Chlamydia vaccine passes safety test

A vaccine to protect people against the common sexually transmitted infection chlamydia has passed initial safety tests.

It is the first of its kind to enter human trials. Experts say immunisation may be the best way to tackle the disease that accounts for nearly half of all sex infections diagnosed in the UK.

More trials must check how well it works and what dose to give, The Lancet Infectious Diseases journal says.

Those tests will take years and in the meantime, the best way to avoid getting chlamydia during sex is by using a condom.

Chlamydia is a bacterial infection that is passed on through unprotected sex (even if there is no penetration).

Chlamydia bacteria reside in semen and vaginal fluid. Often, the infected person will have no symptoms, which is why people sometimes refer to it as a “silent” disease.

If it is not treated with antibiotics, it can cause serious complications and affect fertility.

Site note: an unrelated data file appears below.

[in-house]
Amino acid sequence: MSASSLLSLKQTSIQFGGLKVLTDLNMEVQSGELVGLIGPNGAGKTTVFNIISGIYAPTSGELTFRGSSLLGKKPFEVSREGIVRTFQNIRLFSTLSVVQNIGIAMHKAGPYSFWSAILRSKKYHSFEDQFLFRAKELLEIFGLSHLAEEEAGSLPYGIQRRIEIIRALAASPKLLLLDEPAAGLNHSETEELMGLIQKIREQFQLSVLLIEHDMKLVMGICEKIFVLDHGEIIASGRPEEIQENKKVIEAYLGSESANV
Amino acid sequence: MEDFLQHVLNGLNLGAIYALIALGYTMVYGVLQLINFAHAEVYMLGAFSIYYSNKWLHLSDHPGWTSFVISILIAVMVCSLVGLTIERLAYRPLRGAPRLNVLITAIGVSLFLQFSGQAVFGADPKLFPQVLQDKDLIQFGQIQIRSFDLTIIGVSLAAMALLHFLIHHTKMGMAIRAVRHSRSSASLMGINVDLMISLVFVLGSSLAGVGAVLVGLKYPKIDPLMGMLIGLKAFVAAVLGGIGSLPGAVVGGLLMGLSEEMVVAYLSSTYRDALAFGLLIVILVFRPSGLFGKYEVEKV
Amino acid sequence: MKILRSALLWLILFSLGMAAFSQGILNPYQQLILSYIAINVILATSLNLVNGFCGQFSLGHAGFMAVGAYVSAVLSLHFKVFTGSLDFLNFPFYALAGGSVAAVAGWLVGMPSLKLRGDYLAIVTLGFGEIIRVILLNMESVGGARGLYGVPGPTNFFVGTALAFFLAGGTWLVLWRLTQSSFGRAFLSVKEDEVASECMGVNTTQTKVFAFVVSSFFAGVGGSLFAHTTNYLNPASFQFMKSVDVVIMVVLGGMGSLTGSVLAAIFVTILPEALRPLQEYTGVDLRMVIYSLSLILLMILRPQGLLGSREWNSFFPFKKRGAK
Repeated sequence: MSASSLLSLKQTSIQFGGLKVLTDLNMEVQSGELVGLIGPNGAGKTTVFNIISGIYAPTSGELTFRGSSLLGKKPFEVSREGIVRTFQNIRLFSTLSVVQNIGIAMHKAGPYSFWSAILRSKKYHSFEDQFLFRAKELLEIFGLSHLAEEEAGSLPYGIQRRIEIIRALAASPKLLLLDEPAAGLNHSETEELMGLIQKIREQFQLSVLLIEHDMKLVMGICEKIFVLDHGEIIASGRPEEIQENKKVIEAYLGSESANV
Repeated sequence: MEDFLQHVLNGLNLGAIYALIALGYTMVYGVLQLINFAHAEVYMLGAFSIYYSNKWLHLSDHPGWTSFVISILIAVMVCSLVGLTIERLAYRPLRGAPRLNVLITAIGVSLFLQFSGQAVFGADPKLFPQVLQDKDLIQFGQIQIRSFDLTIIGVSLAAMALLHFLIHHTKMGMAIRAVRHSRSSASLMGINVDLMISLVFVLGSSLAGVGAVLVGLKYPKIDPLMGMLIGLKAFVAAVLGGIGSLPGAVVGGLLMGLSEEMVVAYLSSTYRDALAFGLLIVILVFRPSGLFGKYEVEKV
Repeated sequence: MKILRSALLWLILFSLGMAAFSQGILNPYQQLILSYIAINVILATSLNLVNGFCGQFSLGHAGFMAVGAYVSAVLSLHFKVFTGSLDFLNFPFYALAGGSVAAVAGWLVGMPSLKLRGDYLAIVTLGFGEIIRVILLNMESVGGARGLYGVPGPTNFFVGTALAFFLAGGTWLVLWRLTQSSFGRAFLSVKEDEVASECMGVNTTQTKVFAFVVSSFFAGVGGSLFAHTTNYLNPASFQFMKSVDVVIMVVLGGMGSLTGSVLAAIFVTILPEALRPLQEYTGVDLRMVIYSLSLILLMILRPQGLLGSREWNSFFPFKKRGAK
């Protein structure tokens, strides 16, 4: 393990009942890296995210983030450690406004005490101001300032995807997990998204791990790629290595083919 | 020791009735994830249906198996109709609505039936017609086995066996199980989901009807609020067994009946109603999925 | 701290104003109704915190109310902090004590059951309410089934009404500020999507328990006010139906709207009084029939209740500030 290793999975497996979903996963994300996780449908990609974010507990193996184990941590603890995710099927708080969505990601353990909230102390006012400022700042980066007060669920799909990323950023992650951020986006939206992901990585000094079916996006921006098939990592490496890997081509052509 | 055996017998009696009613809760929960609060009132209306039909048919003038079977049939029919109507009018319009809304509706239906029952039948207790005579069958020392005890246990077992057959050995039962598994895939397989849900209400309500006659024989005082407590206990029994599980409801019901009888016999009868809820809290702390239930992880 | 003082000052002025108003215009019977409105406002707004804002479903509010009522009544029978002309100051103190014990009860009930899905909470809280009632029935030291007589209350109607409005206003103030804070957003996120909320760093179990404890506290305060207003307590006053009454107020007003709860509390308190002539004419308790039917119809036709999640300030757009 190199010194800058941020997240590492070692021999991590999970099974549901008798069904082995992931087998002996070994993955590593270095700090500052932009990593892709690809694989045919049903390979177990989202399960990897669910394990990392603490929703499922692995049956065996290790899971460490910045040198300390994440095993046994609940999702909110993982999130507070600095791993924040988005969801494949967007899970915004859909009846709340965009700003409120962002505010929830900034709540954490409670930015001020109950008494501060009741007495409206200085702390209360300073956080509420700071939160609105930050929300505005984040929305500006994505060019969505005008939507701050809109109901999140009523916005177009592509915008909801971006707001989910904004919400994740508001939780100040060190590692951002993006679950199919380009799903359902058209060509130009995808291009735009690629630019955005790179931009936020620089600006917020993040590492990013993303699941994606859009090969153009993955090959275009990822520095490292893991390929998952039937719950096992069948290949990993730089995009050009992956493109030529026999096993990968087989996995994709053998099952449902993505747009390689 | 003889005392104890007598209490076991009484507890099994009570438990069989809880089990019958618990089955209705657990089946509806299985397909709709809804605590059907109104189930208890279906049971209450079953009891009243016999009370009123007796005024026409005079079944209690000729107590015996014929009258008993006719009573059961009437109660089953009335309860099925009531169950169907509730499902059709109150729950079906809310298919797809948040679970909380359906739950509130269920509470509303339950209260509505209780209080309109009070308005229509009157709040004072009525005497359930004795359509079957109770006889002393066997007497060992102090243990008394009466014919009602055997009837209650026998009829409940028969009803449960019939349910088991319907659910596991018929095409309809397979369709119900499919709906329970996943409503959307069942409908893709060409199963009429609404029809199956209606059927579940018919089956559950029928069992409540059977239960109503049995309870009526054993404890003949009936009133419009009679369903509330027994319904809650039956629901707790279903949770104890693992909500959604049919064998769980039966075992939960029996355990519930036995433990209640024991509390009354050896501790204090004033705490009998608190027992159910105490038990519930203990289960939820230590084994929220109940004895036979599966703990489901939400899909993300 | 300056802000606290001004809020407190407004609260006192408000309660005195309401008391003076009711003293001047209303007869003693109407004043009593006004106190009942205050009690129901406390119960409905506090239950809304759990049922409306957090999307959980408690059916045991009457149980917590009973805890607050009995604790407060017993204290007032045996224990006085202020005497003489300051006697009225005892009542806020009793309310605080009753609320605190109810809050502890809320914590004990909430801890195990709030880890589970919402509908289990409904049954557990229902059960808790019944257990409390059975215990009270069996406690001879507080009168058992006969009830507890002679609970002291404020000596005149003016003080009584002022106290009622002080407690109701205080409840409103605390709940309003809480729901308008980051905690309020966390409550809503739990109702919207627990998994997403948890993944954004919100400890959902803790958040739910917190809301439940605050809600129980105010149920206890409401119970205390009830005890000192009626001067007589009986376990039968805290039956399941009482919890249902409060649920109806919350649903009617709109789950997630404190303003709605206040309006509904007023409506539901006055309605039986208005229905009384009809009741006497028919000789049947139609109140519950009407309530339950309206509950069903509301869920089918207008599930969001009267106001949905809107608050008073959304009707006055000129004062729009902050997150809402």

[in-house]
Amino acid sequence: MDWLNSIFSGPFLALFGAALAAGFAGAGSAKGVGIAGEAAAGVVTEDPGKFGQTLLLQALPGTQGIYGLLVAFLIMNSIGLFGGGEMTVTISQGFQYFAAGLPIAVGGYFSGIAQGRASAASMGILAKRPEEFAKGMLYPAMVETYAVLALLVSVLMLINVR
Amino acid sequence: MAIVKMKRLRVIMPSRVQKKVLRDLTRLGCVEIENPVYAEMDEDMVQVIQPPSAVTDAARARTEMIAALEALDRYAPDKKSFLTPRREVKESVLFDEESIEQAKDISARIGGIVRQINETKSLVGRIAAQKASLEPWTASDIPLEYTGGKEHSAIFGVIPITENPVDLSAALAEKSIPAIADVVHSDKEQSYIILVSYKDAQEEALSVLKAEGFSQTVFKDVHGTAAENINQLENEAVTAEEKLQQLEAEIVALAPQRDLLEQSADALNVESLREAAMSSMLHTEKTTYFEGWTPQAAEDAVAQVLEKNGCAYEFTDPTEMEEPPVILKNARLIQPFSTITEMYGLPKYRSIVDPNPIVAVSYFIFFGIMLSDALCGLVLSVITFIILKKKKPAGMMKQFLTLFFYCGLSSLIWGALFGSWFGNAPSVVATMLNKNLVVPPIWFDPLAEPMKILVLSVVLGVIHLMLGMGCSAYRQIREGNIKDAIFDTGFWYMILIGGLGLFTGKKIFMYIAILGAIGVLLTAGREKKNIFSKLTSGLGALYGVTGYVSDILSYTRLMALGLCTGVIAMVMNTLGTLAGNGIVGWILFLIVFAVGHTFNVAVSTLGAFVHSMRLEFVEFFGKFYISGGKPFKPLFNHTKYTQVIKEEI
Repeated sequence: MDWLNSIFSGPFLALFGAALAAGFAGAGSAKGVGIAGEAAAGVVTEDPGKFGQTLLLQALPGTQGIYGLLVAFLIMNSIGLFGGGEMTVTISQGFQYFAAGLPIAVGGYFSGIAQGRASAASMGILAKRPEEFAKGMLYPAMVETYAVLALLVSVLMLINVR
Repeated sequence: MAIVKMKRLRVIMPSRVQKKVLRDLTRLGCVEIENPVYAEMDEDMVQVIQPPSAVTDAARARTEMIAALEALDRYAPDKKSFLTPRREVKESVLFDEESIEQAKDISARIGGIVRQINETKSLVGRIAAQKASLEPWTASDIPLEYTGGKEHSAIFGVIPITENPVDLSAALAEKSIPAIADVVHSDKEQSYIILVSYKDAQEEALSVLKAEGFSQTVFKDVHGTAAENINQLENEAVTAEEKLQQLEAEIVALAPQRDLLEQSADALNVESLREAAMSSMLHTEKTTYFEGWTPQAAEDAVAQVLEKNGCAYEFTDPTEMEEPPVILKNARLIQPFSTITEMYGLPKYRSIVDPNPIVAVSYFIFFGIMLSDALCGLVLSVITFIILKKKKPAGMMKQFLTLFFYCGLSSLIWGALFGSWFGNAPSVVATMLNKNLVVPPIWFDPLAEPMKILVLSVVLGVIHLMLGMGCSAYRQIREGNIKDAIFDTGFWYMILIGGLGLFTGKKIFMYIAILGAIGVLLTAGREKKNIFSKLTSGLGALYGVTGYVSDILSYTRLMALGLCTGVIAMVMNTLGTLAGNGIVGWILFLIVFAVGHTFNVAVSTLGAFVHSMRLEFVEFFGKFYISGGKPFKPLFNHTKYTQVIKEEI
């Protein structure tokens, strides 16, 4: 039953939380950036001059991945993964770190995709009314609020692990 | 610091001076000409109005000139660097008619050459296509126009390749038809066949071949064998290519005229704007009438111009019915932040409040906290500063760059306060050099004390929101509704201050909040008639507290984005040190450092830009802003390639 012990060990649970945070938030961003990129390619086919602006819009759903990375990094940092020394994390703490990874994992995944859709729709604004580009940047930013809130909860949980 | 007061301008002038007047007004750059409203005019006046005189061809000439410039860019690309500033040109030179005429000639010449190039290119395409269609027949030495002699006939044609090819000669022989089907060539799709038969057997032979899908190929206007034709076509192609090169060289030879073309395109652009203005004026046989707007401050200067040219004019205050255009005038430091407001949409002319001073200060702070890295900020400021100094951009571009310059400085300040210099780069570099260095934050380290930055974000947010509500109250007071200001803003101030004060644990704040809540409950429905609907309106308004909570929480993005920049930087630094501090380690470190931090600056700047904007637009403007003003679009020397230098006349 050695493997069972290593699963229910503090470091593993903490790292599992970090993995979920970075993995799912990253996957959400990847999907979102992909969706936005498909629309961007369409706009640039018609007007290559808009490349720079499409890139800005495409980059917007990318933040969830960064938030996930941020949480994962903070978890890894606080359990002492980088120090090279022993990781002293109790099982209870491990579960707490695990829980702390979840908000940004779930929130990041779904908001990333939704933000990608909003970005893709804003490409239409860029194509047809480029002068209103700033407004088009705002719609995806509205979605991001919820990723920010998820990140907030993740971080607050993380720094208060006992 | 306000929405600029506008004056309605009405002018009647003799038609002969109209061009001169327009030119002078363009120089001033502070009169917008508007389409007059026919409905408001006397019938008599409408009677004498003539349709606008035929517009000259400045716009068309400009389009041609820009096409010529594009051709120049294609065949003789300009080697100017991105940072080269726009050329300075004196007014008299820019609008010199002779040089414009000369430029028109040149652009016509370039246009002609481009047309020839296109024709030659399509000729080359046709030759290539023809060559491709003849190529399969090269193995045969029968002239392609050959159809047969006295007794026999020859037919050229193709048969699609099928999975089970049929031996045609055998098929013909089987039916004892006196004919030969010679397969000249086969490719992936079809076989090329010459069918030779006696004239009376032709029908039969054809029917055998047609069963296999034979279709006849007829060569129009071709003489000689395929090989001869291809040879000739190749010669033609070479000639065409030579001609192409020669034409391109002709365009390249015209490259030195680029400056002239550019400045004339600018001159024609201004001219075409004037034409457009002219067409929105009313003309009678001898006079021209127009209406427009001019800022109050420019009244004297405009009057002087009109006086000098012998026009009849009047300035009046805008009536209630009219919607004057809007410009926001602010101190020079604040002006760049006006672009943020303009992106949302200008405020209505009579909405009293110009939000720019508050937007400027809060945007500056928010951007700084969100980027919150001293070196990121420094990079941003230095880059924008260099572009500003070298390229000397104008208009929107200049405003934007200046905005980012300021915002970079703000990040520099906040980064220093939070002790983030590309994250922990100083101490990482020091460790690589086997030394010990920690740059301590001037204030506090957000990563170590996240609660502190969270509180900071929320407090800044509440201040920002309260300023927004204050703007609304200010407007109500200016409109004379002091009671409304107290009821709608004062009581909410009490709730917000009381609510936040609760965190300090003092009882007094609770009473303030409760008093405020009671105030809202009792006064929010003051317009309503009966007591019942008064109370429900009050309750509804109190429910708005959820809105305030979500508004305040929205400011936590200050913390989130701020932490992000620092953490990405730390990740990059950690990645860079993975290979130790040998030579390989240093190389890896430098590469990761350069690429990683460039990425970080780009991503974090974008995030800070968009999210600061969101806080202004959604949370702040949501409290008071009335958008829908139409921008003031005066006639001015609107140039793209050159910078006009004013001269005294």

Although antibiotics can treat chlamydia, people can catch the infection again if they come into contact with it. Chlamydia remains the most common STI despite screening and effective treatment being available.

Investigator Prof Robin Shattock said: “The findings are encouraging as they show the vaccine is safe and produces the type of immune response that could potentially protect against chlamydia.

“The next step is to take the vaccine forward to further trials, but until that’s done, we won’t know whether it is truly protective or not.

“We hope to start the next phase of testing in the next year to two. If those trials go well we might have a vaccine that can be rolled out in around five years.”

He suggested it could potentially be offered alongside the HPV jab that is currently used to protect against cervical cancer.

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